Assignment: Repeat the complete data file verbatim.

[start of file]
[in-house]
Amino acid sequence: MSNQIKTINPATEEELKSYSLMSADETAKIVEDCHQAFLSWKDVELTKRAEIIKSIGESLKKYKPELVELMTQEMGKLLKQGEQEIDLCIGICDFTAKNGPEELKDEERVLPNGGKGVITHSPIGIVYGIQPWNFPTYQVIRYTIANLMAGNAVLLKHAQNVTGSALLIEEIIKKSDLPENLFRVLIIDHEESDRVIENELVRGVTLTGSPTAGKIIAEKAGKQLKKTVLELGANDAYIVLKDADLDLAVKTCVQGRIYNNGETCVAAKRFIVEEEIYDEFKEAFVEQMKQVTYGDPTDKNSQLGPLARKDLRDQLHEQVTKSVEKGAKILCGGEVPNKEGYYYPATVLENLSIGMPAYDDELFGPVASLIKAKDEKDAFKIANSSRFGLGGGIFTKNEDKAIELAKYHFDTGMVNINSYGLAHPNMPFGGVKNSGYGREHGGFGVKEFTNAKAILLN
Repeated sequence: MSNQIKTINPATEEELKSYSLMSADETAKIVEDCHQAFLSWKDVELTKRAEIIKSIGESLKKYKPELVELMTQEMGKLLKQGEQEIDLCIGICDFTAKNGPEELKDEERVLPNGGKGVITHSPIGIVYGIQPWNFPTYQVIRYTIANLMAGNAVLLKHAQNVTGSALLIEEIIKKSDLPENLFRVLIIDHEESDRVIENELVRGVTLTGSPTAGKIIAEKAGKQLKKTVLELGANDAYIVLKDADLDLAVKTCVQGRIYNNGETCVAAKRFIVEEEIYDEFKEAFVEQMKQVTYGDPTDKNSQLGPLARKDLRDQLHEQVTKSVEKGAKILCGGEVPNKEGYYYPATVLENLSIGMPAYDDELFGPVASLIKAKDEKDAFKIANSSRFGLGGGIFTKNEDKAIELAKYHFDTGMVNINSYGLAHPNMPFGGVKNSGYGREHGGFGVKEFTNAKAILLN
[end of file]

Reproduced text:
[in-house]
Amino acid sequence: MSNQIKTINPATEEELKSYSLMSADETAKIVEDCHQAFLSWKDVELTKRAEIIKSIGESLKKYKPELVELMTQEMGKLLKQGEQEIDLCIGICDFTAKNGPEELKDEERVLPNGGKGVITHSPIGIVYGIQPWNFPTYQVIRYTIANLMAGNAVLLKHAQNVTGSALLIEEIIKKSDLPENLFRVLIIDHEESDRVIENELVRGVTLTGSPTAGKIIAEKAGKQLKKTVLELGANDAYIVLKDADLDLAVKTCVQGRIYNNGETCVAAKRFIVEEEIYDEFKEAFVEQMKQVTYGDPTDKNSQLGPLARKDLRDQLHEQVTKSVEKGAKILCGGEVPNKEGYYYPATVLENLSIGMPAYDDELFGPVASLIKAKDEKDAFKIANSSRFGLGGGIFTKNEDKAIELAKYHFDTGMVNINSYGLAHPNMPFGGVKNSGYGREHGGFGVKEFTNAKAILLN
Repeated sequence: MSNQIKTINPATEEELKSYSLMSADETAKIVEDCHQAFLSWKDVELTKRAEIIKSIGESLKKYKPELVELMTQEMGKLLKQGEQEIDLCIGICDFTAKNGPEELKDEERVLPNGGKGVITHSPIGIVYGIQPWNFPTYQVIRYTIANLMAGNAVLLKHAQNVTGSALLIEEIIKKSDLPENLFRVLIIDHEESDRVIENELVRGVTLTGSPTAGKIIAEKAGKQLKKTVLELGANDAYIVLKDADLDLAVKTCVQGRIYNNGETCVAAKRFIVEEEIYDEFKEAFVEQMKQVTYGDPTDKNSQLGPLARKDLRDQLHEQVTKSVEKGAKILCGGEVPNKEGYYYPATVLENLSIGMPAYDDELFGPVASLIKAKDEKDAFKIANSSRFGLGGGIFTKNEDKAIELAKYHFDTGMVNINSYGLAHPNMPFGGVKNSGYGREHGGFGVKEFTNAKAILLN